Starting in August, while crude oil prices were breaking out of the high $60s and heading for the $80s, ethanol prices fell off a cliff. The Chicago Board of Trade ethanol contract has dropped from around $1.90/gallon to scarcely above $1.50, and both the New York Times and Wall Street Journal are proclaiming that the ethanol boom has stalled, if not actually ended. As a result oil refiners and gasoline blenders--at least those in the Midwest--can actually reduce their costs by blending ethanol into fuel, though they can't get enough because of various transportation bottlenecks. However, while our grain ethanol energy policy has serious drawbacks, it would be a mistake to conclude from current conditions that we've reached the end of this trend, instead of encountering a routine and entirely predictable outcome of an expansion that got ahead of the underlying demand for its product.
Ethanol producers might not appreciate the comparison to the oil refining business, but having participated in the latter during three decades, I see many familiar features in the margin squeeze that ethanol processors are now experiencing. Investing in capacity to take advantage of high current prices always undermines its own economic driving force, by increasing competition for feedstocks and driving down product prices--unless demand is growing faster than capacity. That's evidently as true for ethanol as it has been for petroleum products. At the same time, though it's not immediately obvious from the way that its capacity costs are quoted, at around $2/gallon of annual output, ethanol has a highly capital-intensive manufacturing process. Translate that figure into oil terms--see Friday's comments on the plague of units of measurement affecting energy--and it exceeds $30,000 per barrel per day of capacity. Ethanol distilleries may come in smaller packages, but their capital cost is on a par with a complex oil refinery.
But while the markets for petroleum products reflect the impact of various fuels regulations, the ethanol market owes its very existence to regulations, including the direct $0.51/gallon blending subsidy and the EPA's renewable fuel standard (RFS) regulation that went into effect this year--a product, incidentally, of the same Energy Policy Act of 2005 that has come in for so much criticism from alternative energy advocates. The problem, however, is that at current annualized production of 6 billion gallons per year, the US ethanol industry has already hit the 2009 RFS target and thus can't look for any help on pricing from that mandate for a couple more years. In other words, ethanol is now in a gap in which market economics dominate.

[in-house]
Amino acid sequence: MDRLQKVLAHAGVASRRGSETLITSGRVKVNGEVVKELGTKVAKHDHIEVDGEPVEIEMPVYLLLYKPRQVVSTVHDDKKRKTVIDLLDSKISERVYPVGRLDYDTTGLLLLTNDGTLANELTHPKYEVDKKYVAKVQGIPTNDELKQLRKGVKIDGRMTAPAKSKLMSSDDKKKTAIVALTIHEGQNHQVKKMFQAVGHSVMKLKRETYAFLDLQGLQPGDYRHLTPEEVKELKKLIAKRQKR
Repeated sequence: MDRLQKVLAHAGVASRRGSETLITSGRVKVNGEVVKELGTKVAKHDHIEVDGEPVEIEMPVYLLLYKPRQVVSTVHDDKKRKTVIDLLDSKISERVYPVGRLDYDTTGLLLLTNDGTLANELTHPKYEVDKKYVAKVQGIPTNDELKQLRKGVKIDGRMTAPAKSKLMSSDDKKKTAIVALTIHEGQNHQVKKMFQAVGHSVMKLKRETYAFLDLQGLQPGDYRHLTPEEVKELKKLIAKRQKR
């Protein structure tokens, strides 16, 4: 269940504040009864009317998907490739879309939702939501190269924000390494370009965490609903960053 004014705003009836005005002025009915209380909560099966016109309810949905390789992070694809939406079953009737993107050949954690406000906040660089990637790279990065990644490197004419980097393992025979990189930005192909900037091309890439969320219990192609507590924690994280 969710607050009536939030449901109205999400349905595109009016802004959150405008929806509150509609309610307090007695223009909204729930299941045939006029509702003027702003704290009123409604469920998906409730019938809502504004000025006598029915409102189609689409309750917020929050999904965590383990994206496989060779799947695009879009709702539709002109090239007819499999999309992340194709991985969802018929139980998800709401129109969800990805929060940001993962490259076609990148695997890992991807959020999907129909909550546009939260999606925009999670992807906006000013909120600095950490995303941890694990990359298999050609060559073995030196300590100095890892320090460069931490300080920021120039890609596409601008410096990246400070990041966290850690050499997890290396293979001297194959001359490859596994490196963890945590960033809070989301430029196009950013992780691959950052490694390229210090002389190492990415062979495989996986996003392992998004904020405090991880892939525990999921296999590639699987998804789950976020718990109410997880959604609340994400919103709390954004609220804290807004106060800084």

So aside from all the logistical problems that result from ethanol's incompatibility with the long-haul legs of the petroleum products infrastructure, we are already seeing a classic overcapacity crunch in an industry that has just started gearing up for a much bigger expansion toward the limits of US corn ethanol output, somewhere between 12-15 billion gallons per year. Even if the conference version of Congressional energy legislation doesn't expand the RFS target to 36 billion gallons, as proposed in the Senate's version in June, the market for ethanol has additional headroom, but not until it has digested the recent additions and added enough rail cars and other supply and distribution assets. This timing problem will create severe challenges for startups and under-capitalized firms, and some big opportunities for the scale players. As the Journal suggests, we'll probably see a combination of project cancellations and some industry consolidation, but the survivors will need to think very carefully about the likely future level of ethanol margins, when the fuel will consume up to 30% of the US corn crop. As those who've been around the petroleum downstream for a while can attest, profitable growth can sometimes become an oxymoron.